Former Texas Gov. Rick Perry became the 10th Republican to officially run for president on Thursday.
In a speech in a Dallas suburb, the long-serving Texas governor attempted to turn back the clock on his failed 2012 attempt, which foundered when he fell short against other Republicans in debates, famously forgetting one of his own campaign platforms mid-answer—his “oops” moment.
On Thursday, Perry said, “It’s time for a reset.”
“We have the power to make things new again,”he said, “to project America’s strength again and to get our economy going again. And that is exactly why I am running for President of the United States of America.”
Read More: Read Full Text of Rick Perry’s Campaign Launch
Perry has sought a low-key rehabilitation, seeking to rebuild his reputation with interviews meant to show his command of the issues. As a former governor, he also hopes to differentiate himself from a field thick with Republican senators, including Sens. Marco Rubio, Rand Paul, Ted Cruz and Lindsey Graham.
During his speech Thursday, Perry called Texas the “engine of growth” under his leadership and noted his record as governor, highlighting his handling of last summer’s crisis involving unaccompanied minors crossing the Southwestern border.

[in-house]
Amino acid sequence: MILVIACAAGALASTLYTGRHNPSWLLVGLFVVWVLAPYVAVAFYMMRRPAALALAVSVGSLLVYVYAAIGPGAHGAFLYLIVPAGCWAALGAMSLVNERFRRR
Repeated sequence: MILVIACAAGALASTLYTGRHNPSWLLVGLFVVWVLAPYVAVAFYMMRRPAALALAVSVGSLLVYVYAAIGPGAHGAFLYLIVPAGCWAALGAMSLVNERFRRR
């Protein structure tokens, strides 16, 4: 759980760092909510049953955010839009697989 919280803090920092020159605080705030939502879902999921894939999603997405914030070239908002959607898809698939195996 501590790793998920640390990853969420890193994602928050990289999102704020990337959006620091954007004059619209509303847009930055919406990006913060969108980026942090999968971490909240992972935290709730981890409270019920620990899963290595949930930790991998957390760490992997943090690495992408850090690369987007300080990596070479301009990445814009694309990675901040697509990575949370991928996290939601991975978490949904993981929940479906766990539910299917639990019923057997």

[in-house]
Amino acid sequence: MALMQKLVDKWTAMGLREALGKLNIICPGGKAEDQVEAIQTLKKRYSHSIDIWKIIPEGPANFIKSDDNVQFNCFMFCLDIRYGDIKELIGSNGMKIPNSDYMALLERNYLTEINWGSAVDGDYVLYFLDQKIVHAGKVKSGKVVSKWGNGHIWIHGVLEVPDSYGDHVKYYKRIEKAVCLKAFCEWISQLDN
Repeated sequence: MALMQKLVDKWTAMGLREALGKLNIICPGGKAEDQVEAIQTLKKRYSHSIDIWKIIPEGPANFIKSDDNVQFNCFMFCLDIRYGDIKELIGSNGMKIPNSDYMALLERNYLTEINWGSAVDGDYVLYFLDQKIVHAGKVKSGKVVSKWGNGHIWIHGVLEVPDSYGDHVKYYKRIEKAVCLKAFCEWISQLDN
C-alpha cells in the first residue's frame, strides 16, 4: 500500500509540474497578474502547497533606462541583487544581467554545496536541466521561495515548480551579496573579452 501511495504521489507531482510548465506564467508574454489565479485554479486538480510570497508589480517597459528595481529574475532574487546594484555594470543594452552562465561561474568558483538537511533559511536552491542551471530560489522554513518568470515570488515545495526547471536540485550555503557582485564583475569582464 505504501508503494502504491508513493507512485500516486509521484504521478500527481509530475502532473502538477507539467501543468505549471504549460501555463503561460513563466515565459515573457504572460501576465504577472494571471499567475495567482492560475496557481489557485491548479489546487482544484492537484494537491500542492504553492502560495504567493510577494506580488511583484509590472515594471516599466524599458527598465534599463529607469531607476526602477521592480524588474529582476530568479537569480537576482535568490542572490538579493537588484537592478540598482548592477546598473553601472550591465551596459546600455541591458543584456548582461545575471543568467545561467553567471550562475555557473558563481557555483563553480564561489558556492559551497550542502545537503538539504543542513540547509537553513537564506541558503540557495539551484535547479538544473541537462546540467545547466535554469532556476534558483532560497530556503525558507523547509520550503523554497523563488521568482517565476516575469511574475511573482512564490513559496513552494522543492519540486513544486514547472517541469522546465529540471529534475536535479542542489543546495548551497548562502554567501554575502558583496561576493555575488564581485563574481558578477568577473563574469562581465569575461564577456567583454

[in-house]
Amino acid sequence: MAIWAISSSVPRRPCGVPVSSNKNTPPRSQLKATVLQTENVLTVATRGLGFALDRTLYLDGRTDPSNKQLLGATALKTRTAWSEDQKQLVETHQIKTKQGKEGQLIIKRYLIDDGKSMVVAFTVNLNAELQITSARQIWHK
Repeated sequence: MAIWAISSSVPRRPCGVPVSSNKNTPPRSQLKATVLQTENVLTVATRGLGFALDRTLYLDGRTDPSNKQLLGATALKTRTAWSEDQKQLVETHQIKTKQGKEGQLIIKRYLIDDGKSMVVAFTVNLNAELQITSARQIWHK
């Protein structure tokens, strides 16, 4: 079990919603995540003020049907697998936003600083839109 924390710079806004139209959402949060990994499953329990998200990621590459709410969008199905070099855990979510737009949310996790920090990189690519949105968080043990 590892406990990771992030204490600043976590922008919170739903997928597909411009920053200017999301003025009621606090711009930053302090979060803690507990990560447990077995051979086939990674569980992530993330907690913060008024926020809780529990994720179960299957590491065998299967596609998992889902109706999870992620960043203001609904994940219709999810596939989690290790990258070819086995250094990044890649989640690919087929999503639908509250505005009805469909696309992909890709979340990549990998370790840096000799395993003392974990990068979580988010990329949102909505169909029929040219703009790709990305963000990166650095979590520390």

“If you elect me your president, I will secure that border,” he said.
Still, he faces some trouble back home, as a Texas grand jury indicted him last year on two abuse-of-power charges which claim he broke the law when he threatened and vetoed funding for a district attorney who was arrested for drunk-driving. Perry has denied wrongdoing and called the indictments politically motivated.
In a brief one-minute video posted ahead of the speech, Perry said the United States was showing “weakness abroad” and a “slow recovery economically” and said he would “bridge the partisan divide.”
Perry currently polls at the bottom of the Republican pack, picking up an average of 2.7% support in the Real Clear Politics average of polls. That puts him right at the cusp of being invited on stage at the official GOP debates, which are being limited due to the unusually large field.
Read More: Rick Perry’s Lone Star Do-Over
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